MAP: ‘Tactical urbanism’ takes root with dozens of ActivateYYC projects

Check out the map below of Calgary 'tactical urbanism' activations

The Acadia Community Association's crokicurl activity brought the community together and was completed with the help of an Activate YYC grant from the Federation of Calgary Communities. COURTESY FEDERATION OF CALGARY COMMUNITIES

When Erika Topola and the Acadia Community Association went about constructing an outdoor crokicurl game last winter, getting 30 people out would have been considered a success.

Topola, who’s been with the Acadia Community Association for four years, said they’d always had their typical events that brought out the same faces from the neighbourhood. Not this one.

When 150 people showed up to play the crokinole/curling combination, it was overwhelming.

“It brought out so many people I’ve never seen before who have lived in the neighbourhood forever,” said Topola.

This project was made possible with an Activate YYC grant of $850 from the Federation of Calgary Communities.

Topola said they could have built the winter game on their own, but when community associations are biding every penny, having the grant made it an easy sell to the board. And it helped that ActivateYYC was looking for more winter ideas.

ActivateYYC is a microgrant program that came together through the City of Calgary as a part of the Canada 150 celebrations. One-hundred-fifty microgrants of roughly $750 were given to communities to create temporary “tactical urbanism” where community members were encouraged to walk, play and be neighbourly. Program control was then handed over to the Federation of Calgary Communities.

McKayla Saint-Cyr, Activate YYC Storyteller and Grants Coordinator, said the Acadia example is exactly what they had in mind in bringing communities together with the ActivateYYC program.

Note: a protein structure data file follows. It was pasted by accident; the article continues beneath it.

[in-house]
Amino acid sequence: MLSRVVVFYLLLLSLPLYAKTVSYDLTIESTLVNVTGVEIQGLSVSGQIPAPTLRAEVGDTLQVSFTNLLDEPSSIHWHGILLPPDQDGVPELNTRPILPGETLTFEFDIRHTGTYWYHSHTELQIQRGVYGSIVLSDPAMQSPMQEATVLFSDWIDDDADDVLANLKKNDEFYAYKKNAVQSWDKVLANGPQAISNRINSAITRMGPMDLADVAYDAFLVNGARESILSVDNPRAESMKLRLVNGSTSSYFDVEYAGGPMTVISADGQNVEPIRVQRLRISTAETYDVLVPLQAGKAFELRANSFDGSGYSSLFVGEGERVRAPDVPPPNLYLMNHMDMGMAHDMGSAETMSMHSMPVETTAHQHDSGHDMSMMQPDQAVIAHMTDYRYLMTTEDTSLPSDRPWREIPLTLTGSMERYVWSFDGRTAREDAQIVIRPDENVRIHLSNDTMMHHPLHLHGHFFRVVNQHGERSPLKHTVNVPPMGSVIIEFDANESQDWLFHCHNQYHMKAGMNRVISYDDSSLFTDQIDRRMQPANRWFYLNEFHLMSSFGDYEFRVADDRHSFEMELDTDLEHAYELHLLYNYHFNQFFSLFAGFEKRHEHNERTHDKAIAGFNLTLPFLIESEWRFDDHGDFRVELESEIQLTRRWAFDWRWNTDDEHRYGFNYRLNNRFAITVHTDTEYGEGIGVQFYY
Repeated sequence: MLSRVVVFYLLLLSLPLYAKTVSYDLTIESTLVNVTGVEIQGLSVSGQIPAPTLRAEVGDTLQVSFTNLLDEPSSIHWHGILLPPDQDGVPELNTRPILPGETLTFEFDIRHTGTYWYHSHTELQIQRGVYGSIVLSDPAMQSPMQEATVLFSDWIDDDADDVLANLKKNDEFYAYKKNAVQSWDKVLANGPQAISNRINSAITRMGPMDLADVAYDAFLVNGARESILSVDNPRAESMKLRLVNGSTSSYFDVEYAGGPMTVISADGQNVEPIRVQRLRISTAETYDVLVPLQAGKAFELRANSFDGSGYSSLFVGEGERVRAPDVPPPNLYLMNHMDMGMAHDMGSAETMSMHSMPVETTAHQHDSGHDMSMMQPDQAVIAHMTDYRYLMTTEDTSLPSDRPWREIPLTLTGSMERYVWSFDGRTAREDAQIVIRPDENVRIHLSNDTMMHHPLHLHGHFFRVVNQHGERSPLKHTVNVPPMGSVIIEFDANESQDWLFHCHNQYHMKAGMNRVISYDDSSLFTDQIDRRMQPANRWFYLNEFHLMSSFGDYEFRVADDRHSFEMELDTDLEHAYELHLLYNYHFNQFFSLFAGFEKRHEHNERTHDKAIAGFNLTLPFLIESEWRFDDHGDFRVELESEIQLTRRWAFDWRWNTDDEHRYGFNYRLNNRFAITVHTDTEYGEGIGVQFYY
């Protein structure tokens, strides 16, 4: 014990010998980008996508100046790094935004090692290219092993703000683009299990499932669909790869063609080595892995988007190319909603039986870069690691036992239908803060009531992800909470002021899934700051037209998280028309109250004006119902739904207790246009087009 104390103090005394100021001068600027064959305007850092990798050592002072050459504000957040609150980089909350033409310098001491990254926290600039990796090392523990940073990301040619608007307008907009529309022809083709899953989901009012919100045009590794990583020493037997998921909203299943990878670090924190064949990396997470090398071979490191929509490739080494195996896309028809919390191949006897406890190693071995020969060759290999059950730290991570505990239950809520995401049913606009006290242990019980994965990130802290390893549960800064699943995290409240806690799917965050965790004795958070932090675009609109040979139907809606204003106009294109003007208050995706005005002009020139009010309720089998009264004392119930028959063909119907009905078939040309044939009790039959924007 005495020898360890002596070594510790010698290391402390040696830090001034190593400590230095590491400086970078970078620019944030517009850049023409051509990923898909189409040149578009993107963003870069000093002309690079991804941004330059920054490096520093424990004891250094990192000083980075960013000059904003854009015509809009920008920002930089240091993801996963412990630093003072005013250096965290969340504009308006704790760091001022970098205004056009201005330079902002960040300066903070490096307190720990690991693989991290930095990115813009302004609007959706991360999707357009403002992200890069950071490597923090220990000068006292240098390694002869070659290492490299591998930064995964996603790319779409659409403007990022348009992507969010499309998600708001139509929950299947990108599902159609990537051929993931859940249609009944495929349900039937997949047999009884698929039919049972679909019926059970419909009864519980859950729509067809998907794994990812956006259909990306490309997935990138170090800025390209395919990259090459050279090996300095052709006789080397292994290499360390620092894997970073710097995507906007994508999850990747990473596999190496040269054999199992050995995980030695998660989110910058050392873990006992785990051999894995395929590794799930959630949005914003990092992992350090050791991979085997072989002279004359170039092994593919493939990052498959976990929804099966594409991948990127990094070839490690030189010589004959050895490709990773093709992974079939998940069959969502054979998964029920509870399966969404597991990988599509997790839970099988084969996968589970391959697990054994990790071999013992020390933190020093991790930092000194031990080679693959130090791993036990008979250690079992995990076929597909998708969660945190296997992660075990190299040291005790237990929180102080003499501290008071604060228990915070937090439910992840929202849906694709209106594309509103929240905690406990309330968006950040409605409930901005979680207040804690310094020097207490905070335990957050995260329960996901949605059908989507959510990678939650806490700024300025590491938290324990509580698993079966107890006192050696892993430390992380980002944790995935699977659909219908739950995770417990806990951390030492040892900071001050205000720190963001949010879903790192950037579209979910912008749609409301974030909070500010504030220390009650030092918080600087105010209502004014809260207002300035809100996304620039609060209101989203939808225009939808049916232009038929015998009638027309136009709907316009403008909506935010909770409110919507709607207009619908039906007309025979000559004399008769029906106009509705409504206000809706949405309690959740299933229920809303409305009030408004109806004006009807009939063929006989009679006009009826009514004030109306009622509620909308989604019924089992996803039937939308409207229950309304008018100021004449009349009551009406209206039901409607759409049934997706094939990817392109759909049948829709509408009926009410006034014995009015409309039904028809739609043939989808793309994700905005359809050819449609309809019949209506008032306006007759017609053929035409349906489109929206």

“It’s really about bringing people together, getting them to think outside the box and try new things,” said Saint-Cyr.

One upcoming activation Saint-Cyr is excited about is called YYC Audio Experience. It’s a smartphone-based concept that, when the user is dialled into the app, encourages them to dance while in a community.

“It’ll be a fun one to see it unfold,” said Saint-Cyr.

There are dozens of activations that have happened around the city, and some that are waiting to be completed.

“A lot of times community associations don’t have the funds to try something new. So, to be able to do something new and to bring the community together, even something like a community garden, it puts smiles on people’s faces,” Saint-Cyr said.

“When you’re at the events and you see how proud the people are to put it on, it’s great.”

Topola and the Acadia Community Association hope to lay down their crokicurl location again this winter and they’ve learned that the nearby community of Willow Ridge also has plans to construct one.

“Having the two rinks near each other brings the communities together and makes for some fun rivalries,” Topola said.

Applications for the third and final round of ActivateYYC grants closed July 3, and it’s uncertain if the program will continue past this year, Saint-Cyr said.

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About Darren Krause 119 Articles
Journalist, husband, father, golfer, writer, painter, video gamer, gardener, amateur botanist, dreamer, realist... never in that order.

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